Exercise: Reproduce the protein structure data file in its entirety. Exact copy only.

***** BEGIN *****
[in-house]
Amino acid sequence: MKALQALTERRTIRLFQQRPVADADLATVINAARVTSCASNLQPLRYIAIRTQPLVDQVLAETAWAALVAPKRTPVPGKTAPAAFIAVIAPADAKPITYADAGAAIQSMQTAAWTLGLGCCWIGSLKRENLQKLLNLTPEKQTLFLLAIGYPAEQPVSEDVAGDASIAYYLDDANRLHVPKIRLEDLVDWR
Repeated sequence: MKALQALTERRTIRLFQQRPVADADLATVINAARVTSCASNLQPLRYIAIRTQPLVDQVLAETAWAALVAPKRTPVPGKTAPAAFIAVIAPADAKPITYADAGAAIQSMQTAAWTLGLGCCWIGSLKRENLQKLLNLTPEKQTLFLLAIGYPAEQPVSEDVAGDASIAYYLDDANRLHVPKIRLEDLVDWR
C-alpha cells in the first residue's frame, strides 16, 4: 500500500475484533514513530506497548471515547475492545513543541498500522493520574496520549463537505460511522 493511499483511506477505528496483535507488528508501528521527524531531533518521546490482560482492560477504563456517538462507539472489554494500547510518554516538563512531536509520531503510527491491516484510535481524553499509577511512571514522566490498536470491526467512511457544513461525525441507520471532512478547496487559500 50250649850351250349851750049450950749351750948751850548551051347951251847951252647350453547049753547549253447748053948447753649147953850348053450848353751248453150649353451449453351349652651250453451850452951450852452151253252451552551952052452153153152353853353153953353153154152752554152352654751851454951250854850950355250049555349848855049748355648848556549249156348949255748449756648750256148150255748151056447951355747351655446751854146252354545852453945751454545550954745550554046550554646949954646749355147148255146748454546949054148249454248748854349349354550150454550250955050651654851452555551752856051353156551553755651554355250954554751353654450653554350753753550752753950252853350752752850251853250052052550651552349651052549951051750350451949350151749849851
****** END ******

[in-house]
Amino acid sequence: MKALQALTERRTIRLFQQRPVADADLATVINAARVTSCASNLQPLRYIAIRTQPLVDQVLAETAWAALVAPKRTPVPGKTAPAAFIAVIAPADAKPITYADAGAAIQSMQTAAWTLGLGCCWIGSLKRENLQKLLNLTPEKQTLFLLAIGYPAEQPVSEDVAGDASIAYYLDDANRLHVPKIRLEDLVDWR
Repeated sequence: MKALQALTERRTIRLFQQRPVADADLATVINAARVTSCASNLQPLRYIAIRTQPLVDQVLAETAWAALVAPKRTPVPGKTAPAAFIAVIAPADAKPITYADAGAAIQSMQTAAWTLGLGCCWIGSLKRENLQKLLNLTPEKQTLFLLAIGYPAEQPVSEDVAGDASIAYYLDDANRLHVPKIRLEDLVDWR
C-alpha cells in the first residue's frame, strides 16, 4: 500500500475484533514513530506497548471515547475492545513543541498500522493520574496520549463537505460511522 493511499483511506477505528496483535507488528508501528521527524531531533518521546490482560482492560477504563456517538462507539472489554494500547510518554516538563512531536509520531503510527491491516484510535481524553499509577511512571514522566490498536470491526467512511457544513461525525441507520471532512478547496487559500 50250649850351250349851750049450950749351750948751850548551051347951251847951252647350453547049753547549253447748053948447753649147953850348053450848353751248453150649353451449453351349652651250453451850452951450852452151253252451552551952052452153153152353853353153953353153154152752554152352654751851454951250854850950355250049555349848855049748355648848556549249156348949255748449756648750256148150255748151056447951355747351655446751854146252354545852453945751454545550954745550554046550554646949954646749355147148255146748454546949054148249454248748854349349354550150454550250955050651654851452555551752856051353156551553755651554355250954554751353654450653554350753753550752753950252853350752752850251853250052052550651552349651052549951051750350451949350151749849851